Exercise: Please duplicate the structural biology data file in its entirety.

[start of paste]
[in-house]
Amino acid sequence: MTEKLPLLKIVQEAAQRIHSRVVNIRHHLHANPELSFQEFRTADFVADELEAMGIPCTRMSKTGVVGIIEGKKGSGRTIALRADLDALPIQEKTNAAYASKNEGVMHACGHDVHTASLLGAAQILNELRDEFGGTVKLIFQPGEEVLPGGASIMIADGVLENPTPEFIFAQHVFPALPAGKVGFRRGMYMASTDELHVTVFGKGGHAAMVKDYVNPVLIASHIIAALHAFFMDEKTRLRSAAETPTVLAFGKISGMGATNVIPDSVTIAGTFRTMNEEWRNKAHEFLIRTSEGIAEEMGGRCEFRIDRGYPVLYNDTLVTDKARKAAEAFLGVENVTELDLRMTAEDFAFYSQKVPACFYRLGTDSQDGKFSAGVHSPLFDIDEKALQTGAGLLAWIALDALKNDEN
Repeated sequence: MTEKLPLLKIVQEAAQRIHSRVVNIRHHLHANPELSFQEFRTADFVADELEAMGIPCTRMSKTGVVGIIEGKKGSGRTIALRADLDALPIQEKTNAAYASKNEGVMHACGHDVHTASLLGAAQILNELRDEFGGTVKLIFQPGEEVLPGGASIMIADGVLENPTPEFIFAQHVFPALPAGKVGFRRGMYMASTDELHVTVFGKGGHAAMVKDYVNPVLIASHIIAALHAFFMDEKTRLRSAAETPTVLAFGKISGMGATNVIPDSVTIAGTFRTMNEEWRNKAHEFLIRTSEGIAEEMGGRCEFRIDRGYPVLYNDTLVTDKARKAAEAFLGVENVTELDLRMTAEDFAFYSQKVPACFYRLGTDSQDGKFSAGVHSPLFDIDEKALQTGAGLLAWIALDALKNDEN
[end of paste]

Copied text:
[in-house]
Amino acid sequence: MTEKLPLLKIVQEAAQRIHSRVVNIRHHLHANPELSFQEFRTADFVADELEAMGIPCTRMSKTGVVGIIEGKKGSGRTIALRADLDALPIQEKTNAAYASKNEGVMHACGHDVHTASLLGAAQILNELRDEFGGTVKLIFQPGEEVLPGGASIMIADGVLENPTPEFIFAQHVFPALPAGKVGFRRGMYMASTDELHVTVFGKGGHAAMVKDYVNPVLIASHIIAALHAFFMDEKTRLRSAAETPTVLAFGKISGMGATNVIPDSVTIAGTFRTMNEEWRNKAHEFLIRTSEGIAEEMGGRCEFRIDRGYPVLYNDTLVTDKARKAAEAFLGVENVTELDLRMTAEDFAFYSQKVPACFYRLGTDSQDGKFSAGVHSPLFDIDEKALQTGAGLLAWIALDALKNDEN
Repeated sequence: MTEKLPLLKIVQEAAQRIHSRVVNIRHHLHANPELSFQEFRTADFVADELEAMGIPCTRMSKTGVVGIIEGKKGSGRTIALRADLDALPIQEKTNAAYASKNEGVMHACGHDVHTASLLGAAQILNELRDEFGGTVKLIFQPGEEVLPGGASIMIADGVLENPTPEFIFAQHVFPALPAGKVGFRRGMYMASTDELHVTVFGKGGHAAMVKDYVNPVLIASHIIAALHAFFMDEKTRLRSAAETPTVLAFGKISGMGATNVIPDSVTIAGTFRTMNEEWRNKAHEFLIRTSEGIAEEMGGRCEFRIDRGYPVLYNDTLVTDKARKAAEAFLGVENVTELDLRMTAEDFAFYSQKVPACFYRLGTDSQDGKFSAGVHSPLFDIDEKALQTGAGLLAWIALDALKNDEN